P.J. Partington — Feb. 22, 2013
Updated on June 26, 2013:
Yesterday, U.S. President Barack Obama released a major climate action plan that includes a directive for the U.S. Environmental Protection Agency to begin regulating greenhouse gases from existing power plants. This is an important move and could potentially put the United States ahead of Canada in terms of addressing coal power emissions.
The two countries’ timelines for implementation appear similar, but it's not yet possible to compare Canada’s standards to the U.S. approach. Ultimately, the details of stringency and structure will determine their effectiveness, and these will be negotiated over the coming year as the rules are drafted. The World Resources Institute has found that a “go-getter” approach to the power plant regulations could put the U.S. on track to meet their target, and the Natural Resources Defense Council has outlined a very detailed proposal for affordable, ambitious action. Stay tuned!
The U.S. ambassador has made it crystal clear that as America steps up its climate action it expects us to do better too. The new line from the Harper government is that we’re already there, particularly on curbing emissions from coal power. Foreign Affairs Minister John Baird recently suggested “maybe the United States could join Canada” on “taking concrete direct action with respect to dirty, coal fired electricity generation,” adding that “we’re the only country in the world that’s committed to getting out of the dirty coal electricity generation business.”
Sadly, Canada isn’t the shining example of coal-curbing excellence that Harper’s ministers are claiming. When it comes to regulating greenhouse gases (GHGs) from coal power, we’re doing about the same as our neighbours to the South — and may well be eclipsed before too long. While coal power is America’s biggest source of GHGs, accounting for over a quarter of national emissions in 2010, it accounted for about 11 per cent of Canada’s in the same year. As for “getting out of the dirty coal electricity generation business,” Canada won’t be fulfilling that commitment until 2062.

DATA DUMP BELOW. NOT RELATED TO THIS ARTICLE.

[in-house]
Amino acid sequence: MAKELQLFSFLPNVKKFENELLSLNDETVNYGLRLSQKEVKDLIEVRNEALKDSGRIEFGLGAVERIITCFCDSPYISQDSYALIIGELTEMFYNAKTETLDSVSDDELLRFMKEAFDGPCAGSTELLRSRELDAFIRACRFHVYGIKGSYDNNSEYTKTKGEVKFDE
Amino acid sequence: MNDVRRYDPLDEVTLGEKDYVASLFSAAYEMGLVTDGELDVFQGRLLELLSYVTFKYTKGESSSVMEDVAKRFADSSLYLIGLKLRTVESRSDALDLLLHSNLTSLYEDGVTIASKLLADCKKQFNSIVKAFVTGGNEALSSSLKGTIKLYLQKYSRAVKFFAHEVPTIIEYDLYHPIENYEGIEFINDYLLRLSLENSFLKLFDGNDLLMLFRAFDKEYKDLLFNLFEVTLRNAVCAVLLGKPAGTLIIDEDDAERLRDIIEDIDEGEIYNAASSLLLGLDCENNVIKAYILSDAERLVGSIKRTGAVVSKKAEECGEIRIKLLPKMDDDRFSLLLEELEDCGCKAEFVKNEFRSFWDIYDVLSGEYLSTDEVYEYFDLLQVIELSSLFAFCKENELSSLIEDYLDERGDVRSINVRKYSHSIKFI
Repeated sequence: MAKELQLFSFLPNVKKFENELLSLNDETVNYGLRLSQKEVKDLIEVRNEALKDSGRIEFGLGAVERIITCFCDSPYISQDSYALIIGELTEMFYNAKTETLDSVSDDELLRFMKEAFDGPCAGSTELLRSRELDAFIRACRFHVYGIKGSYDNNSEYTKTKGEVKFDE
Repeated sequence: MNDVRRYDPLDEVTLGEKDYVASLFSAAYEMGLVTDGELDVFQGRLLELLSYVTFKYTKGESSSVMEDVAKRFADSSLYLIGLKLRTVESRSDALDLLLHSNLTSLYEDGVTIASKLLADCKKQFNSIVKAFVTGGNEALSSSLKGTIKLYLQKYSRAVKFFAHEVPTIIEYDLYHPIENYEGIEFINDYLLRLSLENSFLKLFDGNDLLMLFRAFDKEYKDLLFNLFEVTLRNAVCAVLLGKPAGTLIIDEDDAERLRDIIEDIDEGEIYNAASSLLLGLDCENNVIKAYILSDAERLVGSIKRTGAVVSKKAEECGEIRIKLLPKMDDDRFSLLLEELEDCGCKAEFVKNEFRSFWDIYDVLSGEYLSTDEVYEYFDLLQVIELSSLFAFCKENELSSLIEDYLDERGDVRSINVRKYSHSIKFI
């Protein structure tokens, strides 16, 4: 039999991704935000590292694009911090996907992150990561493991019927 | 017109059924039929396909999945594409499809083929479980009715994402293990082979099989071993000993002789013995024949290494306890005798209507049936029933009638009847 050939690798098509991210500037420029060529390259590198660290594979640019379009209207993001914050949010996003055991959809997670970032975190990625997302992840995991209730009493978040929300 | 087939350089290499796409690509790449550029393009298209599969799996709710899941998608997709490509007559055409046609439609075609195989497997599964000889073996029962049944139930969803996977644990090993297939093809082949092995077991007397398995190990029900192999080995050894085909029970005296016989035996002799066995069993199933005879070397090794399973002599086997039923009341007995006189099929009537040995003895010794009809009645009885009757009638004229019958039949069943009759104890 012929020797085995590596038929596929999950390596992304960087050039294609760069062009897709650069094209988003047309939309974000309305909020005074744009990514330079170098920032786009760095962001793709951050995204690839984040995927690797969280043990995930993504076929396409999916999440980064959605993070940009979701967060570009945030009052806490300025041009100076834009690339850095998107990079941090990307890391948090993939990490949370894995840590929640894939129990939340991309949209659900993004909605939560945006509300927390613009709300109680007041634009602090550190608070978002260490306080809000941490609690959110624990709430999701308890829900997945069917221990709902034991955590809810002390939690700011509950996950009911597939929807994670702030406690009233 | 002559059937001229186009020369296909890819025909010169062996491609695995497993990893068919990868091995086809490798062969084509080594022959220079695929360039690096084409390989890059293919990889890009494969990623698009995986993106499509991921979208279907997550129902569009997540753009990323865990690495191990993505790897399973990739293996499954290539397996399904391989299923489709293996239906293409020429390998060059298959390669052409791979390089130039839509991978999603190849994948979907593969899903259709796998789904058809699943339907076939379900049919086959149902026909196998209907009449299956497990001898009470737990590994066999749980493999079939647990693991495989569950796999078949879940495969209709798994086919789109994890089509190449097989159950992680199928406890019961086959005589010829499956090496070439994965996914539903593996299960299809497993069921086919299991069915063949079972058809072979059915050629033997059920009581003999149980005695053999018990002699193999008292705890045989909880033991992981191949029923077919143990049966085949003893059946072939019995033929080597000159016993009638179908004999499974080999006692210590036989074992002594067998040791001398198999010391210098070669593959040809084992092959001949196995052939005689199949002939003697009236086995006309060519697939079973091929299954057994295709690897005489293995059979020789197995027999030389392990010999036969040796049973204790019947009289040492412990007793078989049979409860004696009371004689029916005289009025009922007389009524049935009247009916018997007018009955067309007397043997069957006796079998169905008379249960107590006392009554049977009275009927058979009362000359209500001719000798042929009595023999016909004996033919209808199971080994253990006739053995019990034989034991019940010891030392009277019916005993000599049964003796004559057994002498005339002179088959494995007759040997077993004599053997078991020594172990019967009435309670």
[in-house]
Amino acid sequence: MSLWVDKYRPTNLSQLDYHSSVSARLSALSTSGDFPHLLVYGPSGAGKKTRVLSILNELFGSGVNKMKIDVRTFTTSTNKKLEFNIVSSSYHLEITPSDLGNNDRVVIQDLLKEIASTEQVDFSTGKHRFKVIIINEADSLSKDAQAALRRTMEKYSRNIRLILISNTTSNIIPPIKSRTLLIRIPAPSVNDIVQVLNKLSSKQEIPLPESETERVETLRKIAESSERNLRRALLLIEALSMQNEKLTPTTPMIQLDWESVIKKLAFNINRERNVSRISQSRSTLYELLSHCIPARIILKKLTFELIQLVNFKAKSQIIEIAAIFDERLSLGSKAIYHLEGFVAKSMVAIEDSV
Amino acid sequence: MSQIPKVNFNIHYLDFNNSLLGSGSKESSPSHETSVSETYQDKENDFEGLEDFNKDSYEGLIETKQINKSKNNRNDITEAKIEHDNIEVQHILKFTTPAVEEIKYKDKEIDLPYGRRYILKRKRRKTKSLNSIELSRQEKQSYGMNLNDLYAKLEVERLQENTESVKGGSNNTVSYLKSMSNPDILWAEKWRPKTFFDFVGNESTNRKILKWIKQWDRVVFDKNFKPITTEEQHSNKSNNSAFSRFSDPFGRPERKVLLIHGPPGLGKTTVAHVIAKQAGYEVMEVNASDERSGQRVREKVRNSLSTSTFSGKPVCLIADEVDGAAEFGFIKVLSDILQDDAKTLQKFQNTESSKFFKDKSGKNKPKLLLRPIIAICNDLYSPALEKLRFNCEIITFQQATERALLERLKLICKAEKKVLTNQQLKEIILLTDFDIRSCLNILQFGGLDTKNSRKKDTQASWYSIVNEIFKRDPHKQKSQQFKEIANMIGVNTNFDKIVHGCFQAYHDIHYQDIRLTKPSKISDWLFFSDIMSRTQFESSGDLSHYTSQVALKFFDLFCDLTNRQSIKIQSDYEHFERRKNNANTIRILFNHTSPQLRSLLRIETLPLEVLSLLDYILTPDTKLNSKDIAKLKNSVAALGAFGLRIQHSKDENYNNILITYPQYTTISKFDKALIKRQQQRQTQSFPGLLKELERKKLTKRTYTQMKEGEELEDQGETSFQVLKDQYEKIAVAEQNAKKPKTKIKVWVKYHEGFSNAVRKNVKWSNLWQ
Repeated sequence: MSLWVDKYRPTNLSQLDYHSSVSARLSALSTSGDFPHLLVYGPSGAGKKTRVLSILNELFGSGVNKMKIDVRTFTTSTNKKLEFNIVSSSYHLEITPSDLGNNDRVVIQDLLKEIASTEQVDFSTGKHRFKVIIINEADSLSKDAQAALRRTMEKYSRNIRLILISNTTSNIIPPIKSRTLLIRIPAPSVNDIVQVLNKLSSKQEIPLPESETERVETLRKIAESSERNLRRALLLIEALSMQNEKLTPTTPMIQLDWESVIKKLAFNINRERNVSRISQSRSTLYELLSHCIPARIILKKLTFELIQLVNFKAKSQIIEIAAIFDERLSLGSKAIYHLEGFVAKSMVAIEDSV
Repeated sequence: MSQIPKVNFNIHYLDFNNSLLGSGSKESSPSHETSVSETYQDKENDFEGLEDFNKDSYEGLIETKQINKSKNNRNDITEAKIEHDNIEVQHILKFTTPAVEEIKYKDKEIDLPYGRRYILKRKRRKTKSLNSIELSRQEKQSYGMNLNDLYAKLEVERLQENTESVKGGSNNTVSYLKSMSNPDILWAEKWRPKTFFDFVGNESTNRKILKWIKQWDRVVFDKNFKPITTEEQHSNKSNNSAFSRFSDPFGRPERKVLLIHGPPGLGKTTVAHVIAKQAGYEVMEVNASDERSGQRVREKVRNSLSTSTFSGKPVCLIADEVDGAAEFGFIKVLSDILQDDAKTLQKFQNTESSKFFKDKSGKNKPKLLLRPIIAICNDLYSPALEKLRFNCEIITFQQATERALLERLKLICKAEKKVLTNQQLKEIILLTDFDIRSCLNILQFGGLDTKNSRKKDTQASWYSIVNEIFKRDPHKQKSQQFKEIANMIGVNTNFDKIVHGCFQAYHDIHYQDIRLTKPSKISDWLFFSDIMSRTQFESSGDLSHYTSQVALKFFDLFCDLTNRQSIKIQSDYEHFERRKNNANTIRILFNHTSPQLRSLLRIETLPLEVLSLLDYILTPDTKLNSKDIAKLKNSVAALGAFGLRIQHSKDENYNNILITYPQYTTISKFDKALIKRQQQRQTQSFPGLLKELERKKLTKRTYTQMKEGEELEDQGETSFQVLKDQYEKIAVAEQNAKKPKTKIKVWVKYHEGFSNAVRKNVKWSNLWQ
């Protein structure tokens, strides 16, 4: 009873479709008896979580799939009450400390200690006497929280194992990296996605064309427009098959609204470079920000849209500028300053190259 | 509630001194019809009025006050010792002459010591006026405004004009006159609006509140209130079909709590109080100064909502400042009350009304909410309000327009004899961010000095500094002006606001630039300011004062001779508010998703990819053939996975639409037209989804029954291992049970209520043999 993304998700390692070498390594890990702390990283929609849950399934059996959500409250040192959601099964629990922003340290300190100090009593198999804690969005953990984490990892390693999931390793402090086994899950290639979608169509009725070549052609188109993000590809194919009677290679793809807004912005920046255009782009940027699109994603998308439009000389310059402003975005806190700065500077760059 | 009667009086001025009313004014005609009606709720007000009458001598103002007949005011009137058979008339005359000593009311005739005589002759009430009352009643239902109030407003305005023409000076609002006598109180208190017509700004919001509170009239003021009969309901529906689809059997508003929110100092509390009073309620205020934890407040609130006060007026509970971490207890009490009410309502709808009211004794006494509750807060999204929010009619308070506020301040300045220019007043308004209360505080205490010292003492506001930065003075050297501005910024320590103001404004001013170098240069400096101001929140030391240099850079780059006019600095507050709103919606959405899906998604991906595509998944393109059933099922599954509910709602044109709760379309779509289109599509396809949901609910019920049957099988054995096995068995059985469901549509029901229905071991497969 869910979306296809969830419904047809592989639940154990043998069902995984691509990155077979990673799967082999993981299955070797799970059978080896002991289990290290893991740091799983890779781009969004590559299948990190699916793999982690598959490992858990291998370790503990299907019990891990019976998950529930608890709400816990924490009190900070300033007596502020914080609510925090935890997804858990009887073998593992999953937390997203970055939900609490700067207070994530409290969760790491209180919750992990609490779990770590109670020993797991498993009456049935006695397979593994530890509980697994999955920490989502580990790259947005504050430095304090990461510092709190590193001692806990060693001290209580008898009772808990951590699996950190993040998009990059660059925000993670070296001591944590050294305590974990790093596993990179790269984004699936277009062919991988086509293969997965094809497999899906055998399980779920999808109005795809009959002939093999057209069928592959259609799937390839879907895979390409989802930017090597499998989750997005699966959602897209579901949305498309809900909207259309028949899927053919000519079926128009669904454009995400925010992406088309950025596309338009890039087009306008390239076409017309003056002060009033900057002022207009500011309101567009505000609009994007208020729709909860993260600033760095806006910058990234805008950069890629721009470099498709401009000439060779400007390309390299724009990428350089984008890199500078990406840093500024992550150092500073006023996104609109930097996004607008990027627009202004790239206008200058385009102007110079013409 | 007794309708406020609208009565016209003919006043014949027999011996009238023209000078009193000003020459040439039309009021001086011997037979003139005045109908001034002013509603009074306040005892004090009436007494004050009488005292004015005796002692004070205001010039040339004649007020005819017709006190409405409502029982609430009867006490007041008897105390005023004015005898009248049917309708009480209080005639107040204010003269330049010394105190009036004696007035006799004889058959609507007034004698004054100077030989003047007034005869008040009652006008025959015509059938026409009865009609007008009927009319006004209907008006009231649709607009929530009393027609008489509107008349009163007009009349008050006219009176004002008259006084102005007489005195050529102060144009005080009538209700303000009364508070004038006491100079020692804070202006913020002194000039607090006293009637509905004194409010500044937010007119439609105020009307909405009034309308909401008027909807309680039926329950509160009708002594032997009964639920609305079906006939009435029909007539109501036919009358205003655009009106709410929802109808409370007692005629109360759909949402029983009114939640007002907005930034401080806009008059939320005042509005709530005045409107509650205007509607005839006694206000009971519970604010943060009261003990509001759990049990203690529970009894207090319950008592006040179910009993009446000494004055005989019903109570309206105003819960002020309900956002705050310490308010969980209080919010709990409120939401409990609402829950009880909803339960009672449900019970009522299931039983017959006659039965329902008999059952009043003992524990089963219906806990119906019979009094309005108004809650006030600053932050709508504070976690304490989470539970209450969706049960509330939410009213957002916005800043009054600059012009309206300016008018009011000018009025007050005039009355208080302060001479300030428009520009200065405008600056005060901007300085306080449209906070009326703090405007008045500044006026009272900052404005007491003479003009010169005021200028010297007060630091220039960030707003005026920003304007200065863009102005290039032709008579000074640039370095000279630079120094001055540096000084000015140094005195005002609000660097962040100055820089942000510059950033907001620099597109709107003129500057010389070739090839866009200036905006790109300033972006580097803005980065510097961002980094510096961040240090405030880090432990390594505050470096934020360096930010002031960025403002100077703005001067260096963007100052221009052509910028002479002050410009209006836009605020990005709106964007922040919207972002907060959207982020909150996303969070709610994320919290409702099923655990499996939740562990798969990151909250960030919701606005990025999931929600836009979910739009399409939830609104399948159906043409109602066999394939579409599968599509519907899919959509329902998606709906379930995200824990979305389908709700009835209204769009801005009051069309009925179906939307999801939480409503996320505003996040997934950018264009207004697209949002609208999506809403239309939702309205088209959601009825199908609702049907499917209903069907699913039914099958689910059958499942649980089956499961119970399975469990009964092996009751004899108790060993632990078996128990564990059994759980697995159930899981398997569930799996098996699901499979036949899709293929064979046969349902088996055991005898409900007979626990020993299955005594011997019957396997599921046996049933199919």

First mover: U.S.A.
The United States was actually first out of the gate when it comes to placing regulated limits on GHG emissions from coal power. Since the beginning of 2011, new or modified power plants have had to demonstrate they are applying the “best available control technology” to limit GHGs as part of their pre-construction permitting under the Clean Air Act. Canada won’t have any federal limits on GHGs from new coal plants until mid-2015.
Verdict: advantage U.S.
Equivalent action on new facilities
Starting in July 2015, any new coal plant powering up in Canada will need to limit its emissions per unit of electricity generated to levels similar to a combined-cycle natural gas plant — a level that, realistically, can only be achieved by capturing at least part of the facility’s emissions. In other words, starting in mid-2015 companies can no longer build conventional coal plants in Canada. (In practice, however, they could still operate new coal plants as conventional units until 2025 as long as they make a commitment to start capturing emissions thereafter).